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Maladaptive Pain in Cats

Tamara Grubb, DVM, PhD, DACVAA, Washington State University

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In the Literature

Adrian D, Papich M, Baynes R, Murrell J, Lascelles BDX. Chronic maladaptive pain in cats: a review of current and future drug treatment options. Vet J. 2017;230:52-61.


Chronic pain should not be characterized by duration of pain but instead by changes that occur in the nociceptive components of the CNS in response to ongoing stimuli.1 These changes can lead to maladaptive pain, which has no protective purpose and can lead to a debilitating pain syndrome that is difficult to treat; this contrasts with acute pain, which protects the patient from further tissue damage by promoting limited movement of injured tissue.1 Although maladaptive pain is likely to occur in cats,2 there are few proven treatment options.

This review provides a comprehensive discussion of published literature on maladaptive pain and its treatment in cats, with supporting information from other species, including a clear and detailed explanation (with illustrations) of maladaptive pain and the importance of understanding that the disease and its treatment are multifactorial. The importance of pain assessment is discussed, as are potential therapies.

Aside from NSAIDs, few drugs have been proven to be effective in cats—or other veterinary species—for the treatment of chronic or maladaptive pain, and even those proven in humans are not always effective, primarily because of the complexity of the disease. In addition, the common use of acute pain models to test drugs for chronic pain therapy can skew interpretation of a drug’s utility.3,4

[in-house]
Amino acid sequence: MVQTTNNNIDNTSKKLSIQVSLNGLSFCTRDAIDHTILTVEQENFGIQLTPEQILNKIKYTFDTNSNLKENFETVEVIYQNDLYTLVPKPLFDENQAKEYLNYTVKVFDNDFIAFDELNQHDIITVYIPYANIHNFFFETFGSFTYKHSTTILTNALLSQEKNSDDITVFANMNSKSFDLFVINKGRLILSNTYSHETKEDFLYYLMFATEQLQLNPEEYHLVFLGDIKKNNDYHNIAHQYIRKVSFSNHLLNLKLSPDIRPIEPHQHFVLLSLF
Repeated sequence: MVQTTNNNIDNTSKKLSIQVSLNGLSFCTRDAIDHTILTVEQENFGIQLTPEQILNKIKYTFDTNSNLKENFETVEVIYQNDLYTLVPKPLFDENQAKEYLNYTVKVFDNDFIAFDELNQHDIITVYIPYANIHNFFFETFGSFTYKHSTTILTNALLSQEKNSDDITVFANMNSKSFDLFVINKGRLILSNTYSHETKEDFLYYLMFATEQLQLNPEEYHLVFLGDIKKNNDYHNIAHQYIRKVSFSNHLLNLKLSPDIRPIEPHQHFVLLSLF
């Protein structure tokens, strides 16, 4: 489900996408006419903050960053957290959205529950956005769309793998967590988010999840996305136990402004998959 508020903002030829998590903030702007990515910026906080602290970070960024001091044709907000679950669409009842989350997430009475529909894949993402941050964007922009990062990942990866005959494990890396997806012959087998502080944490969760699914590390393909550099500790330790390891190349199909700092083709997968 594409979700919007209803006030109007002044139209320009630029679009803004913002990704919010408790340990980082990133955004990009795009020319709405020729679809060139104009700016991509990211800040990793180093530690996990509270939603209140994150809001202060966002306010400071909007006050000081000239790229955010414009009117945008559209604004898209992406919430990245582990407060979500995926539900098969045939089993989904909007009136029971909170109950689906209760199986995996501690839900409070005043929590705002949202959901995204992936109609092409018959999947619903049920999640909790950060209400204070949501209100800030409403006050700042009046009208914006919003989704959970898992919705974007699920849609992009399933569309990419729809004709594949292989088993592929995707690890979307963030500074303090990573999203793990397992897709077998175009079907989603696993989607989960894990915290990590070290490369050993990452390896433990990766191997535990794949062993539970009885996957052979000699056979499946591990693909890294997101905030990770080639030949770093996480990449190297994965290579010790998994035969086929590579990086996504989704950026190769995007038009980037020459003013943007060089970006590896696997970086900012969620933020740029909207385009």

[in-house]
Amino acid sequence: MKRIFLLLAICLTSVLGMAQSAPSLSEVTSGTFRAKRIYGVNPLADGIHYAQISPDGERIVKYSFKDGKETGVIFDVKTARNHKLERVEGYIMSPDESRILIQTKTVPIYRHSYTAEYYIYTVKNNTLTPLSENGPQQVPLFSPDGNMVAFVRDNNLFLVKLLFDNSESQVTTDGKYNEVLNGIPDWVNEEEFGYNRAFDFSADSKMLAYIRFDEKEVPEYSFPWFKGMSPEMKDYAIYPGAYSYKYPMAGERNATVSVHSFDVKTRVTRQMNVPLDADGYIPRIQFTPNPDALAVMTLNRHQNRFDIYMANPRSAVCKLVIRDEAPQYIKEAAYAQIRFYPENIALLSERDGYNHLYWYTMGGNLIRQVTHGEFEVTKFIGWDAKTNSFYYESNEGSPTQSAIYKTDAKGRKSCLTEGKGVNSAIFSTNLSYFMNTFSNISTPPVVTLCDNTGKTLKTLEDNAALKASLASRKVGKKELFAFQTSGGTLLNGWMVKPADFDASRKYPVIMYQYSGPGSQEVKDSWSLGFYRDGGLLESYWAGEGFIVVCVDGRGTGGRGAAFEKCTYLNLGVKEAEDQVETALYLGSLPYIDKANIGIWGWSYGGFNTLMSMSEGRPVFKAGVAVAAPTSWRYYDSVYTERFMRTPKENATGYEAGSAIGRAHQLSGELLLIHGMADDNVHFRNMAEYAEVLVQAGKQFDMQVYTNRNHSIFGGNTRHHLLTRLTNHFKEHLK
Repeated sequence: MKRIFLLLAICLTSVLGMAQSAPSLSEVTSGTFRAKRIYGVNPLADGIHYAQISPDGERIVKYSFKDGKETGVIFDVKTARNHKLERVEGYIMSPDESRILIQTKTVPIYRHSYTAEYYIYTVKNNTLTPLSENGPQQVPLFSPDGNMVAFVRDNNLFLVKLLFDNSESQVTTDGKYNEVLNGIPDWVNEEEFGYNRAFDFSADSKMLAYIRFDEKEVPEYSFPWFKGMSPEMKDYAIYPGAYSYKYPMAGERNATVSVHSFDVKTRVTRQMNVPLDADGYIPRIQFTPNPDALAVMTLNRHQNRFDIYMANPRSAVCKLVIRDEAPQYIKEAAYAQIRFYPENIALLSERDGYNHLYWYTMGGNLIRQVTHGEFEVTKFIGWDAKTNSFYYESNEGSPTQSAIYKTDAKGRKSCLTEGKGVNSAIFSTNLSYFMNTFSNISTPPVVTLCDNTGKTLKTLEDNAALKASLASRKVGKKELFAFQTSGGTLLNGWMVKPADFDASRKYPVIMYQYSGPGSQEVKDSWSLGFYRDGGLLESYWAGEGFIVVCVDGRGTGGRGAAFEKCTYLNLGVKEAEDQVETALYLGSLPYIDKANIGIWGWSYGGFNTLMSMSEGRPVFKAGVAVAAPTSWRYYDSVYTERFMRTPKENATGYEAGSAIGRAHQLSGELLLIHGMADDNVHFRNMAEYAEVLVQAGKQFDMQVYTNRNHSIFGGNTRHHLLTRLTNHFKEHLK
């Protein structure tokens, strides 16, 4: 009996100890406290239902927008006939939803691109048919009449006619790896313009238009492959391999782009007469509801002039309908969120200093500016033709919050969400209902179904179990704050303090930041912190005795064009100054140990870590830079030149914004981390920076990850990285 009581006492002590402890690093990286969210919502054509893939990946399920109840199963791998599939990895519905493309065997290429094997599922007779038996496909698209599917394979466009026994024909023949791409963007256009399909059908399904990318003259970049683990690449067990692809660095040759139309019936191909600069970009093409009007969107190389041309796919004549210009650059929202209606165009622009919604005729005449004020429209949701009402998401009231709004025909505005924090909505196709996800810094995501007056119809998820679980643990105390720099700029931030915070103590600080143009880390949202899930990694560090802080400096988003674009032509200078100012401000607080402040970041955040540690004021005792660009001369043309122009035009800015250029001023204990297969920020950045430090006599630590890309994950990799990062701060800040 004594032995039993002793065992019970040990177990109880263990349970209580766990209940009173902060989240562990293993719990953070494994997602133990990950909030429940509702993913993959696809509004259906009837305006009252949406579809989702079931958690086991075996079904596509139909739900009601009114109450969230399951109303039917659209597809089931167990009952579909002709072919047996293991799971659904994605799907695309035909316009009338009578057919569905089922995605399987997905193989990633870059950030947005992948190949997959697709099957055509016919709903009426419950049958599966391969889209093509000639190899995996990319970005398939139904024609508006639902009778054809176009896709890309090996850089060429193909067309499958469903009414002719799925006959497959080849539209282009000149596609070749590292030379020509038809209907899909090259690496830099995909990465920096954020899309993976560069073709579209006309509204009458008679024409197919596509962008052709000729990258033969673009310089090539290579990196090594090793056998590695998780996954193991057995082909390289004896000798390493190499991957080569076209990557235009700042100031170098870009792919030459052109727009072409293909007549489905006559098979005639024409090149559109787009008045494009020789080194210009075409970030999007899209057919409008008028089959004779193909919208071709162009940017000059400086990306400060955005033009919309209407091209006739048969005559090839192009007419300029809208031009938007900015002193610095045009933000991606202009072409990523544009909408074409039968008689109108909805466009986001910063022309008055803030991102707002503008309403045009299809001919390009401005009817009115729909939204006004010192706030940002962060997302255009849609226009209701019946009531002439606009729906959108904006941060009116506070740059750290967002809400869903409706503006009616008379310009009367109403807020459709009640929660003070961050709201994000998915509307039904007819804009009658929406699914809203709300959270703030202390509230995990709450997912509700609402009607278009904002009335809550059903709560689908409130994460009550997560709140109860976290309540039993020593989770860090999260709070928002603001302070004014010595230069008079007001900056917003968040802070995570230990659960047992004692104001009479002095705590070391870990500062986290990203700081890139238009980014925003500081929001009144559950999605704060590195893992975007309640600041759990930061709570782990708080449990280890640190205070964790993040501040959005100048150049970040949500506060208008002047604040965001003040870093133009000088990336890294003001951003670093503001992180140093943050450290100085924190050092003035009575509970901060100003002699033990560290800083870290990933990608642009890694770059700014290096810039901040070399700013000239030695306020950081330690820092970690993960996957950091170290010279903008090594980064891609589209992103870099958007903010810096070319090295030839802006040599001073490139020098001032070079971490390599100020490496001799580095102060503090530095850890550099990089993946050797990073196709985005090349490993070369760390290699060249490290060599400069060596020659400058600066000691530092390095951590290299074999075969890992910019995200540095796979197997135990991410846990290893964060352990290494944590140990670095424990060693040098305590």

Because of the preservation of the mammalian pain pathway components across species,5 it is not considered to be anthropomorphization or malpractice to use drugs with proven efficacy in other mammalian species. However, adverse effects may not be the same across species, and safety studies are often more critical than are efficacy studies. Use of this evidence-based review in combination with treatment protocols from pain management experts6-9 to provide feline patients with evidence-guided pain relief may be beneficial. 


Key pearls to put into practice:


Feline chronic pain should be treated early, and multimodal analgesia should be used, as chronic pain is often actually maladaptive pain, which can be complicated to treat.



When designing treatment protocols, clinicians should use evidence-based medicine while also embracing experience-based treatment recommendations from experts.



Assessment tools for owners to evaluate pets at home should be recommended. For example, having owners videotape their cat at home before and after treatment and sending the videos to the veterinarian to evaluate may be helpful. Clinicians should be cautious of placebo effects10 but also understand the ability of owners to detect quality-of-life changes in their pet.11


For global readers, a calculator to convert laboratory values, dosages, and other measurements to SI units can be found here.

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